We are a commune of inquiring, skeptical, politically centrist, capitalist, anglophile, traditionalist New England Yankee humans, humanoids, and animals with many interests beyond and above politics. Each of us has had a high-school education (or GED), but all had ADD so didn't pay attention very well, especially the dogs. Each one of us does "try my best to be just like I am," and none of us enjoys working for others, including for Maggie, from whom we receive neither a nickel nor a dime. Freedom from nags, cranks, government, do-gooders, control-freaks and idiots is all that we ask for.
Before I head off to do the Stations of the Cross - the most moving ritual in the Christian calendar - let's remember the greatest Republican President, killed 141 years ago today as he relaxed at the theater - one of his favorite diversions, besides memorizing Shakespeare and the Bible, reading the humor of the time, and just hanging out with the remarkable Seward, and his other buddies.
In those days, the President could just stroll over to his friend's houses, or hop on a horse and ride. All summer, he would commute daily, alone on his horse, from the Soldier's Home, until the death threats became too alarming.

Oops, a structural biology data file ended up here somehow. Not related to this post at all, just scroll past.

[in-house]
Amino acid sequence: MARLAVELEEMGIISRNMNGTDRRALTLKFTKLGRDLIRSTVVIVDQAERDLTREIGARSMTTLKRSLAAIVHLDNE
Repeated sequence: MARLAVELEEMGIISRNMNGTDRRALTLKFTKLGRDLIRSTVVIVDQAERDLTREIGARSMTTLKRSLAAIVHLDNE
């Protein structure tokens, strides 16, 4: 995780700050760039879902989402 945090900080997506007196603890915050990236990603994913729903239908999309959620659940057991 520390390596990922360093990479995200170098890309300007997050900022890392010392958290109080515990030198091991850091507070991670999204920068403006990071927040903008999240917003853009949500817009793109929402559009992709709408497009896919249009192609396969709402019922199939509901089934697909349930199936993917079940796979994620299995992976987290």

And I owe the blog a review of Goodwin's bio of Lincoln, which I am finishing now. Can I say "spellbinding" without being cliched? Read it.
That guy was one hell of a non-political politician. 600,000 died in the war, which engaged 3 million Union soldiers. The righteousness of the war can still be debated (the popular vote for his re-election was very close, due a strong anti-war, "give-up" faction), but the weight of Lincoln's character cannot. His relentless sense of humor is a revelation, but most of it is lost. His capacity to deal serenely and kindly with political adversaries should set an example for all in that ugly trade.
Re the book, three small bits jump to mind, off the top of my head:
"If I were two-faced, do you think I would wear this one?"
"Revenge is suicide."
"I'd rather swallow my buck-antler chair than appoint Chase to the Court, but it was right for the country."
...and one bit, a letter to a friend from his wife, and I paraphrase "Thank God that my darling Abraham was re-relected. I owe over $27,000 to my New York dressmakers, and I could not hope to carry that debt without this job." That was a big credit card debt, back then. Her husband never knew. She was a shopaholic, and never really got over the death of her son.
Image: A montage of Lincoln and his Generals. Such a photo-op never actually occurred. They were far too busy, and the wonderful General Grant was the last guy to get in a photo. He preferred sleeping on the ground, in the company of his troops. How Grant tolerated being President, I do not know. Maybe booze helped him get through it.